Hand and Wrist Injuries

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Hand and Wrist Injuries Powered By Docstoc
					Hand and Wrist Injuries




     Allyson S. Howe, MD
       January 17, 2008
       HAND AND WRIST
HAND           WRIST
      HAND FUNCTIONS
45% GRASP
45% PINCH
– Side pinch (key pinch)
– Tip pinch (writing)
– Chuck pinch (thumb to index/ring)
5% HOOK
– Carry bag
5% PAPERWEIGHT
HAND & FINGER ANATOMY
9 Finger Flexors
Median nerve
Transverse carpal ligament
5 deep flexors pass through superficialis
tendons and insert on distal phalanx of each
finger and thumb
4 superficial flexors insert on middle phalanx of
digits 2-5
Annular ligaments = pulleys (A1-A5)
– PREVENT BOWSTRINGING
        HAND ANATOMY
VOLAR PLATE
– Thickened portion of joint capsule
– Static stabilizer (hyperextension)
COLLATERAL LIGAMENTS
– Medial and lateral stability
– Maximally tight at
     70
    ____ degrees MCP flexion
    ____ degrees PIP flexion
     30
    ____ degrees DIP flexion
     15
           HAND ANATOMY
                  digits

FLEXOR
– FDP
– FDS
– Volar plate
Extensor
– Central bands
– Lateral bands
  NERVES OF THE HAND
RADIAL   WRIST AND FINGER EXTENSION



MEDIAN   THENAR COMPARTMENT,
         OPPOSITION, PINCER GRIP




ULNAR    INTRINSIC MUSCLES
         POWER GRIP
           MALLET FINGER
ANATOMY
– Dorsal avulsion
– Extensor digitorum tendon
  tear
MECHANISM:
– Forced flexion of extended
  digit
TREATMENT:
– No fracture: DIP extended
  for 6-8 weeks
– FRACTURE: if <30% joint      COMPLICATIONS:
  surface, splint x 4 weeks    – Pressure necrosis from
– If >30% refer for ORIF        splint
– Less than full passive       – Permanent extensor lag
  extension refer
MALLET FINGER
JERSEY FINGER
         JERSEY FINGER
ANATOMY:
– Tendon retracts
– Avulsion fragment may
  limit retraction
– Blood supply
  compromised
MECHANISM:
– Forced extension of
  flexed finger           COMPLICATIONS:
TREATMENT:                 – Permanent loss of
– Refer immediately          flexion
            JERSEY FINGER
EXAM FINDINGS:
– Unable to flex
  isolated DIP
– Localized
  tenderness along
  flexor tendon
– FDP: hold PIP
  straight and flex DIP
– FDS: hold MCP
  straight and flex PIP
  or hold all fingers in
  extension except
  affected and flex
 VOLAR PLATE RUPTURE
EXAM FINDINGS:
– Tender volar PIP
– Bruising, swelling
MECHANISM:
– Hyperextension injury
– Ruptures distally from attachment at middle
  phalanx
    VOLAR PLATE RUPTURE
TREATMENT:
–   Early mobilization
–   Extension block splint
–   Buddy tape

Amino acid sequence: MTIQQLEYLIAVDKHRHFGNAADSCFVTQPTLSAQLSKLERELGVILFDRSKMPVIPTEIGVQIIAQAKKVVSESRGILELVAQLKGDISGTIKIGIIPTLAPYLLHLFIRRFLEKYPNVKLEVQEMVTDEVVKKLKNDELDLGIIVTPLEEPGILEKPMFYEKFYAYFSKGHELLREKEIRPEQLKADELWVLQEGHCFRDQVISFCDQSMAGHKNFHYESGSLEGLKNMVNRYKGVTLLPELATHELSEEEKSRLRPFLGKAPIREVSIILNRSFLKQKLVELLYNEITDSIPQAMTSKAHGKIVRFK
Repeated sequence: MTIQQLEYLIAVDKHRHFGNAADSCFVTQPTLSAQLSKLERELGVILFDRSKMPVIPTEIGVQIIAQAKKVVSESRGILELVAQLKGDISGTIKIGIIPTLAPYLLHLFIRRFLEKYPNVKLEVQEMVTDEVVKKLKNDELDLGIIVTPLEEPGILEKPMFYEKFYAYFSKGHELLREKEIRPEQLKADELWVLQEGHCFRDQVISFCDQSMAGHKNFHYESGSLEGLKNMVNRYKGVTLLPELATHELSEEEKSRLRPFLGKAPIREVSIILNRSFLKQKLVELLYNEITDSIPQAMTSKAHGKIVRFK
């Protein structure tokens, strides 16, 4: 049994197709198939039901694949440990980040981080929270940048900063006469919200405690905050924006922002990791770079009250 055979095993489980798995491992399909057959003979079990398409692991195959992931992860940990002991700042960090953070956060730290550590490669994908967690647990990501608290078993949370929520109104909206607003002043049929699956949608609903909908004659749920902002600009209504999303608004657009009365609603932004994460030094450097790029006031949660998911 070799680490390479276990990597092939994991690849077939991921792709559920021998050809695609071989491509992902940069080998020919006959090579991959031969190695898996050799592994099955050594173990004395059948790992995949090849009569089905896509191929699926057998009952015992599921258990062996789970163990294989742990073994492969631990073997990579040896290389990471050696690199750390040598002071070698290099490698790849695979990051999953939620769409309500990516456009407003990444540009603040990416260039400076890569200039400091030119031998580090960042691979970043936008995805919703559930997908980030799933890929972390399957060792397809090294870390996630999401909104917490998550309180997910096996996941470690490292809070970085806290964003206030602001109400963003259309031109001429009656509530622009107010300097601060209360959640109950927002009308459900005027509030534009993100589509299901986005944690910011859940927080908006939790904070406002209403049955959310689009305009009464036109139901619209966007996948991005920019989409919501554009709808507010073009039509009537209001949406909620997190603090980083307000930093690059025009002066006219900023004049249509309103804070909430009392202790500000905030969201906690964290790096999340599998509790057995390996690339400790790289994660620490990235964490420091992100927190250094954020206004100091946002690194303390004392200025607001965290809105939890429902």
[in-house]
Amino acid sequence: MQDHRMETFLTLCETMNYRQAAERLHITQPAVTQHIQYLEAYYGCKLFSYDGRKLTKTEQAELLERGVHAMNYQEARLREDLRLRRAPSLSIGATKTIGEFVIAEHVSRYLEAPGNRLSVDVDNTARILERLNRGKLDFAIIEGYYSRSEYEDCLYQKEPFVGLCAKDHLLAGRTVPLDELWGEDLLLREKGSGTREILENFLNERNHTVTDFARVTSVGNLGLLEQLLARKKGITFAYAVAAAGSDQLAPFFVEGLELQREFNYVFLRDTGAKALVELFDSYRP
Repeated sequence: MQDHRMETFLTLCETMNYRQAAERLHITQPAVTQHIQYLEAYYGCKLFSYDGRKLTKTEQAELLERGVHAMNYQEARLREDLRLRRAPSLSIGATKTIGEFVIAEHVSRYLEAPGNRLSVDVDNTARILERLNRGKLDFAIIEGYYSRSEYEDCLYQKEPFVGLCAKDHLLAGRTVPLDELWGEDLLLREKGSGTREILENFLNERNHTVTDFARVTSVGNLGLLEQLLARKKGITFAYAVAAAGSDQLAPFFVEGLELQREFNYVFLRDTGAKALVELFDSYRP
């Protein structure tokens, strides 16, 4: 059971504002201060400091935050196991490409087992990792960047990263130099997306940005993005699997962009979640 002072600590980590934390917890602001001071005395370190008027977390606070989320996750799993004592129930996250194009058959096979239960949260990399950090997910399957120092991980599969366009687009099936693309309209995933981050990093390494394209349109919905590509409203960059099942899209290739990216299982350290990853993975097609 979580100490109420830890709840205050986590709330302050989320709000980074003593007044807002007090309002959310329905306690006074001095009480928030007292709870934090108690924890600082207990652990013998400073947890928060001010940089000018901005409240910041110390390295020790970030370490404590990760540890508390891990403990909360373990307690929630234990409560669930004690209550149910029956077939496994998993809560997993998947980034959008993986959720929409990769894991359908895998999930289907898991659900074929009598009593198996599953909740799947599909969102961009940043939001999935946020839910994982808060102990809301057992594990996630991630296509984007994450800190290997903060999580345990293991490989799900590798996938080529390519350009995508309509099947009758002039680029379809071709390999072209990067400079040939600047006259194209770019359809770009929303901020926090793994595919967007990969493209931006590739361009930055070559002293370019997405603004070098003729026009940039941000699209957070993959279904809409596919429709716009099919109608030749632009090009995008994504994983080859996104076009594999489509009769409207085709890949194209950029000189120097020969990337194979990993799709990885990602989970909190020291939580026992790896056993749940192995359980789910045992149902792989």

–   Refer if >30% joint
    involved
COMPLICATIONS:
– Swan neck deformity:
  extensor tendons pull      Swan Neck Deformity
  PIP into
  hyperextension, DIP
  flexion
CENTRAL SLIP AVULSION
ANATOMY
– Extensor digitorum communis tendon
  disruption
– Lateral bands migrate in volar direction
MECHANISM:
– Volar-directed force on middle phalanx
  against semi-flexed finger attempting to
  extend
CENTRAL SLIP AVULSION
EXAM:
– Pain, swelling over dorsal PIP
– PIP in 15-30 degrees flexion
– May have limited extension (better at 0 degrees than
  30 degrees)
TREATMENT
–   Refer if >30% joint surface involved with avulsion fx
–   PIP splint in full extension 4-5 weeks
–   Protect 6-8 weeks for sports
–   *allow DIP to flex- relocates lateral bands
COMPLICATIONS:
– Boutonierre deformity
COLLATERAL LIGAMENT TEARS
ANATOMY:
 – Partial or complete tear of ulnar or radial
   ligaments
MECHANISM:
 – Varus or valgus stress to PIP, DIP or MCP
EXAM: (flex MCP, PIP 30 degrees flex)
 – Laxity with varus or valgus stress
 – Possible instability with active flex/extend
COLLATERAL LIGAMENT TEARS
TREATMENT:
 – Buddy tape for 3 weeks
 – If unstable with active ROM or obvious
   deformity refer
COMPLICATIONS:
 – Unstable joint
GAMEKEEPER’S THUMB
          MECHANISM
          – Hyperabduction of
            thumb
          – >30 degrees or > 20
            degrees difference

          –   EXAM:
          –   Weak, painful pinch
          –   Pain over ulnar thumb
          –   XRAYS BEFORE
              STRESS
   GAMEKEEPER’S THUMB

SIGNS
– Pain over ulnar thumb
– Stress testing positive
     Testing in FULL FLEXION of MCP
GAMEKEEPER’S THUMB
          TREATMENT
          – No instability, no fracture=
            thumb spica x 6 weeks
          – No instability, small
            avulsion = thumb spica
          – Large avulsion or
            instabiliy= thumb spica
            and REFER


          COMPLICATIONS
          – STENER lesion
          – Instability
    THUMB CMC FRACTURE
        DISLOCATION
                  (BENNETT’S FRACTURE)
Anatomy:
– Anterior oblique
  carpometacarpal ligament
  holds palmar fragment in
  normal anatomic position
– Abductor pollicis longus
  (APL) pulls metacarpal
  shaft fragment radial &
  dorsal
Treatment
– Reduction (TAPE)
     Traction, abduction,
     extension, pronation
– Often unstable, requires
  surgery
  ROLANDO’S FRACTURE
ANATOMY
– 3 part fracture at
  metacarpal base
– Comminuted with “Y”
  or “T” fragment
TREATMENT
– May be non-surgical if
  highly comminuted
– Surgery if fragments
  are large and
  amenable
 DIP JOINT DISLOCATION
MECHANISM
– Hyperextension, varus/valgus forces
ANATOMY
– Usually dorsal
– Rare
– Strong collateral ligaments usually prevent
TREATMENT
– Reduction: digital block first
– Splint in 20-30 degrees flexion for 10-14 days
PIP JOINT DORSAL DISLOCATION
               (COACH’S FINGER)